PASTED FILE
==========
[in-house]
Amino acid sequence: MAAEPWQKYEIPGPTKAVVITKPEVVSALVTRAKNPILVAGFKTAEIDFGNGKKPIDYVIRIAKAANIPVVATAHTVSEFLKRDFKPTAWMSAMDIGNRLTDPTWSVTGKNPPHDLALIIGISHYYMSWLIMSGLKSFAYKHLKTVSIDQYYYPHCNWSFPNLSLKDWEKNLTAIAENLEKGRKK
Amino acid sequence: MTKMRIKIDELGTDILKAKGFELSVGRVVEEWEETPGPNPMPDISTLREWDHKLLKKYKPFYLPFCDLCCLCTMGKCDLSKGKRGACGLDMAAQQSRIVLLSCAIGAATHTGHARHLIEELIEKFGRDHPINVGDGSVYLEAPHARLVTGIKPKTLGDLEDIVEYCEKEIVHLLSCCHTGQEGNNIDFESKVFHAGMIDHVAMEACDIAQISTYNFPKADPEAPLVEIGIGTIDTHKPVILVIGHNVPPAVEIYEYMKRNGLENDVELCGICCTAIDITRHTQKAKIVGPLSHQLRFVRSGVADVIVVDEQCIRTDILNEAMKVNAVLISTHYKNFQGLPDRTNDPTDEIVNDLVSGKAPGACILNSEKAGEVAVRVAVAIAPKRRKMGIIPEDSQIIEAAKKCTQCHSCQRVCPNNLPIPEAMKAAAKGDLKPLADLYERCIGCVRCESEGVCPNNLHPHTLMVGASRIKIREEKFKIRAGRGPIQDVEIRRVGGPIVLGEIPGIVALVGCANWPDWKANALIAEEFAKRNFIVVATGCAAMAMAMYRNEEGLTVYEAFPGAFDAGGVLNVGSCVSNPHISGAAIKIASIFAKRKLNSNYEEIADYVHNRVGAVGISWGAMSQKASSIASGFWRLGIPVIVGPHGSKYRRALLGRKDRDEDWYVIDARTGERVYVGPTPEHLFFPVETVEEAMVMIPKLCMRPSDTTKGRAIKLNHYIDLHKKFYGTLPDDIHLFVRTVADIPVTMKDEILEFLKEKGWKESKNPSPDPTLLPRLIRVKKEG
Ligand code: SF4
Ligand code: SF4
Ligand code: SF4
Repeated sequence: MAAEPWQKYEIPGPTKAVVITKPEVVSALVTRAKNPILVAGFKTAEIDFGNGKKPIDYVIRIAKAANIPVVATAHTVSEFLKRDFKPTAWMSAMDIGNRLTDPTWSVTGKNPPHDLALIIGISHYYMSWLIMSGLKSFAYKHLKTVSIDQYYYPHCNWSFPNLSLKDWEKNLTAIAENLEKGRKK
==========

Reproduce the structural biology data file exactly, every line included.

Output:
[in-house]
Amino acid sequence: MAAEPWQKYEIPGPTKAVVITKPEVVSALVTRAKNPILVAGFKTAEIDFGNGKKPIDYVIRIAKAANIPVVATAHTVSEFLKRDFKPTAWMSAMDIGNRLTDPTWSVTGKNPPHDLALIIGISHYYMSWLIMSGLKSFAYKHLKTVSIDQYYYPHCNWSFPNLSLKDWEKNLTAIAENLEKGRKK
Amino acid sequence: MTKMRIKIDELGTDILKAKGFELSVGRVVEEWEETPGPNPMPDISTLREWDHKLLKKYKPFYLPFCDLCCLCTMGKCDLSKGKRGACGLDMAAQQSRIVLLSCAIGAATHTGHARHLIEELIEKFGRDHPINVGDGSVYLEAPHARLVTGIKPKTLGDLEDIVEYCEKEIVHLLSCCHTGQEGNNIDFESKVFHAGMIDHVAMEACDIAQISTYNFPKADPEAPLVEIGIGTIDTHKPVILVIGHNVPPAVEIYEYMKRNGLENDVELCGICCTAIDITRHTQKAKIVGPLSHQLRFVRSGVADVIVVDEQCIRTDILNEAMKVNAVLISTHYKNFQGLPDRTNDPTDEIVNDLVSGKAPGACILNSEKAGEVAVRVAVAIAPKRRKMGIIPEDSQIIEAAKKCTQCHSCQRVCPNNLPIPEAMKAAAKGDLKPLADLYERCIGCVRCESEGVCPNNLHPHTLMVGASRIKIREEKFKIRAGRGPIQDVEIRRVGGPIVLGEIPGIVALVGCANWPDWKANALIAEEFAKRNFIVVATGCAAMAMAMYRNEEGLTVYEAFPGAFDAGGVLNVGSCVSNPHISGAAIKIASIFAKRKLNSNYEEIADYVHNRVGAVGISWGAMSQKASSIASGFWRLGIPVIVGPHGSKYRRALLGRKDRDEDWYVIDARTGERVYVGPTPEHLFFPVETVEEAMVMIPKLCMRPSDTTKGRAIKLNHYIDLHKKFYGTLPDDIHLFVRTVADIPVTMKDEILEFLKEKGWKESKNPSPDPTLLPRLIRVKKEG
Ligand code: SF4
Ligand code: SF4
Ligand code: SF4
Repeated sequence: MAAEPWQKYEIPGPTKAVVITKPEVVSALVTRAKNPILVAGFKTAEIDFGNGKKPIDYVIRIAKAANIPVVATAHTVSEFLKRDFKPTAWMSAMDIGNRLTDPTWSVTGKNPPHDLALIIGISHYYMSWLIMSGLKSFAYKHLKTVSIDQYYYPHCNWSFPNLSLKDWEKNLTAIAENLEKGRKK